zero suppression vs compression in addresses
jay at west.net
Sat May 16 02:24:22 CEST 2009
Alan Batie wrote:
> I think I may have misinterpreted how zero compression and suppression
> work: when I say 2607:f678:1::0/60, I expect the "::" to mean "all 0's
> from the preceding digit to the next", but from what I'm seeing
> configuring things, (leading) zero *suppression* seems to be happening
> at the same time within word (32 bit) boundaries, which colons always
> delineate, making that really 2607:f678:0001::0/60. Thus what I really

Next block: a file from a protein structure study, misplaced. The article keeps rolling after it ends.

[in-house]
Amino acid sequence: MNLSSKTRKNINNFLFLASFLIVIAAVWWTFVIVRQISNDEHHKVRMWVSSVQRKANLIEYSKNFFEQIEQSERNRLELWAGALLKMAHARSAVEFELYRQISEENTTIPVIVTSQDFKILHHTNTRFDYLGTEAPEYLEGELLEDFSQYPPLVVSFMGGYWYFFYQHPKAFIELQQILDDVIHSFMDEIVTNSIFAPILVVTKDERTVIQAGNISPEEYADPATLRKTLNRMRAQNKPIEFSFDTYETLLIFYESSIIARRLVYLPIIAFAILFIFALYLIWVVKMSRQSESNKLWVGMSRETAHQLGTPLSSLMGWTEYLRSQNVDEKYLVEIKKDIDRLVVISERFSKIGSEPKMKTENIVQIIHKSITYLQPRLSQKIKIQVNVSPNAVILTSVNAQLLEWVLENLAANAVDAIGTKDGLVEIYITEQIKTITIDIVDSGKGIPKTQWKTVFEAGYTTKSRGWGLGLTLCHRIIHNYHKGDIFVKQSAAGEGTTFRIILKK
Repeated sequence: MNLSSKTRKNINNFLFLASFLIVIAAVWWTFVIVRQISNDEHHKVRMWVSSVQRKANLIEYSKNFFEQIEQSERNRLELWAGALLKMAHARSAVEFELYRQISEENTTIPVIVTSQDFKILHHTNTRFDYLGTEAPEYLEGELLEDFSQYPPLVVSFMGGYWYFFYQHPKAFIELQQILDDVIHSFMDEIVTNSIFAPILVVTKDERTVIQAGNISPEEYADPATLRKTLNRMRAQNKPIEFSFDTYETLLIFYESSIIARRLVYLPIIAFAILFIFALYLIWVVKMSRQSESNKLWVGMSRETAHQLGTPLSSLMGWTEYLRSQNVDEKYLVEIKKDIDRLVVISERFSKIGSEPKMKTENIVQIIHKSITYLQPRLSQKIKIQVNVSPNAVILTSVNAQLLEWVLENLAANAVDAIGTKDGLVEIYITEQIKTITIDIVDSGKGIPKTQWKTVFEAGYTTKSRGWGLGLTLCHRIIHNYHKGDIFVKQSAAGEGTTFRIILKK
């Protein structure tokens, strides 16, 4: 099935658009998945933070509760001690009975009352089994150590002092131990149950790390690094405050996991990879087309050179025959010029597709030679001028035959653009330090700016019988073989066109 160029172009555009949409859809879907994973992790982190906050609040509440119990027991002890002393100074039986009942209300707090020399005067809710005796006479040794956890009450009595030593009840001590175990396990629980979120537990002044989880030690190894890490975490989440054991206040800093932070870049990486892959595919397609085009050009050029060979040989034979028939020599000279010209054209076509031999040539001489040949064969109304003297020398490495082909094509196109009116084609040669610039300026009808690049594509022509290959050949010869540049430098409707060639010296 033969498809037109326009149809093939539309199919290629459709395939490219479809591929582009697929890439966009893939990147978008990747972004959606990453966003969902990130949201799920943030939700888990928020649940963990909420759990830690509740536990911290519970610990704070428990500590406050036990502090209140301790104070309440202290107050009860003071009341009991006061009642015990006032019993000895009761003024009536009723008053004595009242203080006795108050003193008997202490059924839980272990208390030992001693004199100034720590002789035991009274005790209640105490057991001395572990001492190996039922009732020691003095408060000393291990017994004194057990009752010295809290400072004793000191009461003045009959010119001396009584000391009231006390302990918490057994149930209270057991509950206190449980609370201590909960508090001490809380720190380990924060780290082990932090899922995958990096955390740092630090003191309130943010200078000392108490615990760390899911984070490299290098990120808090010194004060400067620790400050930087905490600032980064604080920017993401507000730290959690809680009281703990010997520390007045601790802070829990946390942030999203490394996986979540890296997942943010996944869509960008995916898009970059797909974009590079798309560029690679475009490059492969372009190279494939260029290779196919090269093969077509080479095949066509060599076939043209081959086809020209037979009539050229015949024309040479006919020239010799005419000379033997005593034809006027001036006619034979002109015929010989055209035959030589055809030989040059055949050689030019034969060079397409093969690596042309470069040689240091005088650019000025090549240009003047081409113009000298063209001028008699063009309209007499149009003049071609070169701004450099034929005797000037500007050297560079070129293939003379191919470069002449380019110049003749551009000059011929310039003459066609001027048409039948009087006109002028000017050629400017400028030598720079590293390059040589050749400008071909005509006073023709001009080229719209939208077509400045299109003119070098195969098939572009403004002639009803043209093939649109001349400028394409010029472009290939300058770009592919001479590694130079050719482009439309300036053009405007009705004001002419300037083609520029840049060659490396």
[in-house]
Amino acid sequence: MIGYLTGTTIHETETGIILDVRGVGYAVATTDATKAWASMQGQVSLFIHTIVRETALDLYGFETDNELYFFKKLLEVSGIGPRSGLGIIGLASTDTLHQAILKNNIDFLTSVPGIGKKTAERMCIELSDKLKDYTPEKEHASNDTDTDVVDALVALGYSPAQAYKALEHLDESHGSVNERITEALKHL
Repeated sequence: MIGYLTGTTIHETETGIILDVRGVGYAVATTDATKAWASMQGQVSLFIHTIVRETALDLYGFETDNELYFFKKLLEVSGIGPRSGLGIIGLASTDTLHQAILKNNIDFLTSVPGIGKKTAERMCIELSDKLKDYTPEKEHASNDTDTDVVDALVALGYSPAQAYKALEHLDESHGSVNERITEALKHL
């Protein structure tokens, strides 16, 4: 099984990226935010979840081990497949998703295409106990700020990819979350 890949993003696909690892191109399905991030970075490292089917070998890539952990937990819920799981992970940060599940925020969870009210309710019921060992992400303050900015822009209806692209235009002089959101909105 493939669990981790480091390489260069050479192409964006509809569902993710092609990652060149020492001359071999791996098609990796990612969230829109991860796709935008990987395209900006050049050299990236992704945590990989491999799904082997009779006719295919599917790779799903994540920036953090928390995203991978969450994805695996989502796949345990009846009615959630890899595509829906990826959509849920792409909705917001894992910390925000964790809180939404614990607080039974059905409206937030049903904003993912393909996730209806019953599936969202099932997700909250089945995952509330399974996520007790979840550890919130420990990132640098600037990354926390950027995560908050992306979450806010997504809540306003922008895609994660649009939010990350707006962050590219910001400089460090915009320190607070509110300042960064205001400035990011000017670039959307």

> wanted to say was 2607:f678:1000::0/60.
1. IPv6 addresses are 128 bits, written as eight quads of hex digits.
Each quad is delimited by a colon.
2. Within each quad, leading zeros may be dropped, but (for this step)
if a quad is all zeros leave a single zero.
3. After doing this, if one or more successive quads is zero, that group
of zeros can be replaced with a double colon, BUT only one double colon
can appear per address.
(You can reverse steps 2 and 3 if you choose)
So, if you have:
Which can EITHER be expressed as
Jay Hennigan - CCIE #7880 - Network Engineering - jay at impulse.net
Impulse Internet Service - http://www.impulse.net/
Your local telephone and internet company - 805 884-6323 - WB6RDV
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